Slowly, Mancini grew friendly with Henry Bunting, a “field buyer” who shared his misgivings about how business was being conducted. “One of the things that KBR said was the fastest way to get sent home from Kuwait was talk to the press, talk to the congressmen, or get drunk or use drugs,” Bunting said. “We used to joke that if they kept harassing us, we’d talk to our congressman.”
Mancini’s worst discovery involved the purchase of cell-phone contracts. KBR official Jeff Mazon was using a Kuwaiti middleman to secure cell-phone services for KBR, and charging a 10 percent markup. With just a few phone calls, Mancini learned that neither the middleman nor the markup was necessary. After he pointed this out to his supervisor, KBR officials took the project from him and transferred it to a different department. Mancini began to suspect that Mazon was on the take.
That, Mancini said, was the beginning of a campaign of harassment and intimidation by KBR officials. His Bosnian supervisors informed him that they were transferring him to a new office inside Iraq, where mortar fire and attacks were frequent. Mancini refused to go. “They restricted me to quarters; ‘You’re not doing this, you’re not doing that,'” he said. “I says, ‘Fuck you. You’re not even an American.'” Eventually, Mancini’s bosses gave him an ultimatum. “They say, ‘You have to go, you’re leaving tomorrow,'” he said. “And I said, ‘Fuck you, I ain’t leaving.’ They got pretty nasty. But I had contacted the embassy. I wanted to make sure nothing happened to me. The thing is, it’s a big desert out there. People do disappear.”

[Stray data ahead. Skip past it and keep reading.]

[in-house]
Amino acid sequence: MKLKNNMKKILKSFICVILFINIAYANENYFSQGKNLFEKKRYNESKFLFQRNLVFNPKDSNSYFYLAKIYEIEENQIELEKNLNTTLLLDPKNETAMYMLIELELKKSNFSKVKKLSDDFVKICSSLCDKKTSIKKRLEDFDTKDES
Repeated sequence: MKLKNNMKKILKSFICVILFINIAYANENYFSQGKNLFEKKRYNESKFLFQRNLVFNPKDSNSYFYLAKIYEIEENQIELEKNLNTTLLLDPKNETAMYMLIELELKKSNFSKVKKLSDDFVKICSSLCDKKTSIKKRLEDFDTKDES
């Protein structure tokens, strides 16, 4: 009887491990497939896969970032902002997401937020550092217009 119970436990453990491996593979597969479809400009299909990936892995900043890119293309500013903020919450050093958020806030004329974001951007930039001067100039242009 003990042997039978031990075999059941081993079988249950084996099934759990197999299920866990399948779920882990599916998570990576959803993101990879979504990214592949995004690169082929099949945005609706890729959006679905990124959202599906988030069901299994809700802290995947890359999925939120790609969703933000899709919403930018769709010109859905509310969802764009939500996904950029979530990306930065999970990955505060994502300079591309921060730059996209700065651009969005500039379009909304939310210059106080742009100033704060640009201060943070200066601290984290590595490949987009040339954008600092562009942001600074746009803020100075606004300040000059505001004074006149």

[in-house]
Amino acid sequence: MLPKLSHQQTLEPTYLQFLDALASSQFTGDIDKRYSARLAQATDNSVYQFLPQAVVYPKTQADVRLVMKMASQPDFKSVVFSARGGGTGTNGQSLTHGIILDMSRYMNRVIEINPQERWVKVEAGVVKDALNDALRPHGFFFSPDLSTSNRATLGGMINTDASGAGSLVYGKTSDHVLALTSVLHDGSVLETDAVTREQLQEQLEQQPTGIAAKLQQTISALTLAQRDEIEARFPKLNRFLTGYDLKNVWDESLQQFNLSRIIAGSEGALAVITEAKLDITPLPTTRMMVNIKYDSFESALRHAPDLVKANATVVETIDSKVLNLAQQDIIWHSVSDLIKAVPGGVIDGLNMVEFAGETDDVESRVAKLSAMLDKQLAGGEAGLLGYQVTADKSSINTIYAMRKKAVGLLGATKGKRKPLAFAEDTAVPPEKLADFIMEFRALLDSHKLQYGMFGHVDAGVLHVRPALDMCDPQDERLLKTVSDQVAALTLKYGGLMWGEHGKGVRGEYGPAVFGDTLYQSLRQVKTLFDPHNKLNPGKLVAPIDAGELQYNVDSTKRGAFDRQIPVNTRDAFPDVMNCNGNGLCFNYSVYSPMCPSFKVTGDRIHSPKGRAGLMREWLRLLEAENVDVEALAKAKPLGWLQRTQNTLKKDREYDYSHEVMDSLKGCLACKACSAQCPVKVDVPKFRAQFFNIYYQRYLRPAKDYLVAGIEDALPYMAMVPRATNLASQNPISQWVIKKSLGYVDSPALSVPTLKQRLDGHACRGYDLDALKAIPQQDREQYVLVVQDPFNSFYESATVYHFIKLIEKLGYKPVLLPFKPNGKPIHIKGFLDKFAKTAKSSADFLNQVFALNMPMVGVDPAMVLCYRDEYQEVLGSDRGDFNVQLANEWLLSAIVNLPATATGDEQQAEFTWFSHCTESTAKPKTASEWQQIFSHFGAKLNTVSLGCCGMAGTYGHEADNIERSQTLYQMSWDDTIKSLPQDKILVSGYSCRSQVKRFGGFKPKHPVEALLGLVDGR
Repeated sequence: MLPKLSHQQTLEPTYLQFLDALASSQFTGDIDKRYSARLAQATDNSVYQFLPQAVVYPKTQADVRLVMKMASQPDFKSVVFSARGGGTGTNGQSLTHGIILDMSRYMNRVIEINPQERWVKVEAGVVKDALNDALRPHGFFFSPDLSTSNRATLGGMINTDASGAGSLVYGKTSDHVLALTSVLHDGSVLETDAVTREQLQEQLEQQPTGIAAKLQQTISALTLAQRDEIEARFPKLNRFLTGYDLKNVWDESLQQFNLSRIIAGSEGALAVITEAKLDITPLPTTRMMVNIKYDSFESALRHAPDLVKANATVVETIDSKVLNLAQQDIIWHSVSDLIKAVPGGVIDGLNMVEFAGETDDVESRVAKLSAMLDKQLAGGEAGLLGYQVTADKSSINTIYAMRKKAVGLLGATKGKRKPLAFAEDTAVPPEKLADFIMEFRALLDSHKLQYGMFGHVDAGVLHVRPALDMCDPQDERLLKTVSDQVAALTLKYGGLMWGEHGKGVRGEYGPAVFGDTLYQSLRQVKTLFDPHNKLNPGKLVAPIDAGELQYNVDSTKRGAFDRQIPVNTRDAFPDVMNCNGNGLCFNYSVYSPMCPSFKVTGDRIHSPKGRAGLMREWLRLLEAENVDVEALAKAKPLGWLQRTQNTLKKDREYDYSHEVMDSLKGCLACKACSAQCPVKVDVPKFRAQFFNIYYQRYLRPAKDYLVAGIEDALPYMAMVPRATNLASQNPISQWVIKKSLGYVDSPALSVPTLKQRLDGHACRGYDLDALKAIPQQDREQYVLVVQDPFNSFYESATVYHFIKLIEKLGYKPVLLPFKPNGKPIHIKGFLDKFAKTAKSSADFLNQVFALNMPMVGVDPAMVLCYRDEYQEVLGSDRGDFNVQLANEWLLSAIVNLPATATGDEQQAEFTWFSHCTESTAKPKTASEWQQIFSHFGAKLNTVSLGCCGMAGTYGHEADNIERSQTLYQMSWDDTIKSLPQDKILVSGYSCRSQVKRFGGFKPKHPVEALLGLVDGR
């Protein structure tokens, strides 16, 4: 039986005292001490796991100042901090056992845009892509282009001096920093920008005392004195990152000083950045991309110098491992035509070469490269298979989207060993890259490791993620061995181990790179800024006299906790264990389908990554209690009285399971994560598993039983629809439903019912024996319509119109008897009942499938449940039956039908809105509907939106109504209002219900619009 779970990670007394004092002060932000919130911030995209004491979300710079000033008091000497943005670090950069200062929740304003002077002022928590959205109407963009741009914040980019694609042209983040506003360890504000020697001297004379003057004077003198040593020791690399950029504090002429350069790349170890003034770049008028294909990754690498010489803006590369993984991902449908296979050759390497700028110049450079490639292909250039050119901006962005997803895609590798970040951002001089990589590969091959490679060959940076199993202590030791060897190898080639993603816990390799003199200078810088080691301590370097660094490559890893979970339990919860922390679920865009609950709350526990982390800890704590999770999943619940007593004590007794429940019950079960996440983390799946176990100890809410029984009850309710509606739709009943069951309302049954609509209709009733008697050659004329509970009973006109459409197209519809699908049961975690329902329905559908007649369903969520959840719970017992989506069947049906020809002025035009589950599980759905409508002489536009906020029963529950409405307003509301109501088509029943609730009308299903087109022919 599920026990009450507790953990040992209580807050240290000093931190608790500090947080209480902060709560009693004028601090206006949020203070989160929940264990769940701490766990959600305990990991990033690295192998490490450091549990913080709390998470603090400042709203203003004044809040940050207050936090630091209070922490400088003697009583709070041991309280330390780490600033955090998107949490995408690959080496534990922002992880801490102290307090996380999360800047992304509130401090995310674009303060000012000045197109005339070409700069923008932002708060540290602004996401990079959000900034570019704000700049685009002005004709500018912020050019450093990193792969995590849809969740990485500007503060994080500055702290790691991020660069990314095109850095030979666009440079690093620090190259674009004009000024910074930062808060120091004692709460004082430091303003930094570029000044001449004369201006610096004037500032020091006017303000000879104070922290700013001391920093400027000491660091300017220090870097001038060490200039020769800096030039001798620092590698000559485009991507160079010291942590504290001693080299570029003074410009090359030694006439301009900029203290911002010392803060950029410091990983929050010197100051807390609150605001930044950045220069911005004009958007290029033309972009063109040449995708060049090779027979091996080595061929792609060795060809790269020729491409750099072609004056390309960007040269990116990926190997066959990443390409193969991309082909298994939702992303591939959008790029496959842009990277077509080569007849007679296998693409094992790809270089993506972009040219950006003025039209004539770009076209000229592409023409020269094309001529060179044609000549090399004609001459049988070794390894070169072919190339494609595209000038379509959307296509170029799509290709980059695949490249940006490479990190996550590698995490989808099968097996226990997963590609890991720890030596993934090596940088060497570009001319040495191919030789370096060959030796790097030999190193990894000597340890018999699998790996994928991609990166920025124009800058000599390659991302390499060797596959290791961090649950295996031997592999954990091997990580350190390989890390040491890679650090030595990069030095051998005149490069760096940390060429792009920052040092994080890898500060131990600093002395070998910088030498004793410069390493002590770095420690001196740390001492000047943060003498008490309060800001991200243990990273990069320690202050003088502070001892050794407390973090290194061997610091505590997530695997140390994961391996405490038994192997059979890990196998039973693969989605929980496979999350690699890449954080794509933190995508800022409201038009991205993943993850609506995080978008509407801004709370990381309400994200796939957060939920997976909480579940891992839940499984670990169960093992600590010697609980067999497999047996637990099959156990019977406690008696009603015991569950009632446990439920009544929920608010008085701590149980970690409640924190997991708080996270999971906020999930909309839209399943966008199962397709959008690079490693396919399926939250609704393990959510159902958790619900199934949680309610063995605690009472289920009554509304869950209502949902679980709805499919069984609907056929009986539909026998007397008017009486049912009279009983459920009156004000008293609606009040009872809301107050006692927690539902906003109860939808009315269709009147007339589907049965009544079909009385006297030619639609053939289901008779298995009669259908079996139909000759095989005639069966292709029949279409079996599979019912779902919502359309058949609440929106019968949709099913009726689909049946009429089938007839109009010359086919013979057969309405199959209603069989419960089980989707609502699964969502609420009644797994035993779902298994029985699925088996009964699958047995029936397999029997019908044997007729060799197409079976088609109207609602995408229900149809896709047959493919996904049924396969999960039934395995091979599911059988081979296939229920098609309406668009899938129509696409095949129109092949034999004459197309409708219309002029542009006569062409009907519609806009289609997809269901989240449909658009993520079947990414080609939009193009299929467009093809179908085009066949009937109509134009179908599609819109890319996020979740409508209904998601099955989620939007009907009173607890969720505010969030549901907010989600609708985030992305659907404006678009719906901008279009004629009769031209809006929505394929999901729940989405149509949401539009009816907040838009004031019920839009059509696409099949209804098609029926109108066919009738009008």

In midsummer 2003, Mancini quit and got on a plane home to Phoenix. He kept in touch with Bunting via e-mail, and the two men got angry. “I just got fed up with the poor business practices,” Bunting said. “They weren’t good stewards of the government’s money. … I think they were in cahoots with many of these vendors that they had on this preferred-vendor list. I can’t prove it, but it’s mighty suspicious when you’re not looking for the lowest price.” Bunting quit in August, but as the months went by, he realized that someone had to hear about Kellogg, Brown and Root’s business practices. In January 2004, he decided to talk.
Bunting spilled his guts in e-mail to Congressman Henry Waxman, the ranking Democrat on the House Committee on Government Reform, the body charged with ensuring that government contracts are free of corruption and fraud. When Waxman’s staff contacted Bunting, he provided a host of supporting documents and told them to talk to John Mancini. The two men became the first Halliburton employees to expose what would become a historic scandal.
On February 12, Waxman released an open letter to the Pentagon, demanding an investigation and summarizing what Bunting and Mancini had told his office. Halliburton was leasing cars at a rate of $7,500 a month. Plywood was being bought for $100 a sheet. The company bought 50,000 pounds of nails that were the wrong size, and dumped them in the desert. Their employees’ mobile homes were falling apart. Company employees were splitting purchase orders into pieces to get around rules about securing the lowest possible bid; Mancini estimated that up to 80 percent of purchase orders were manipulated.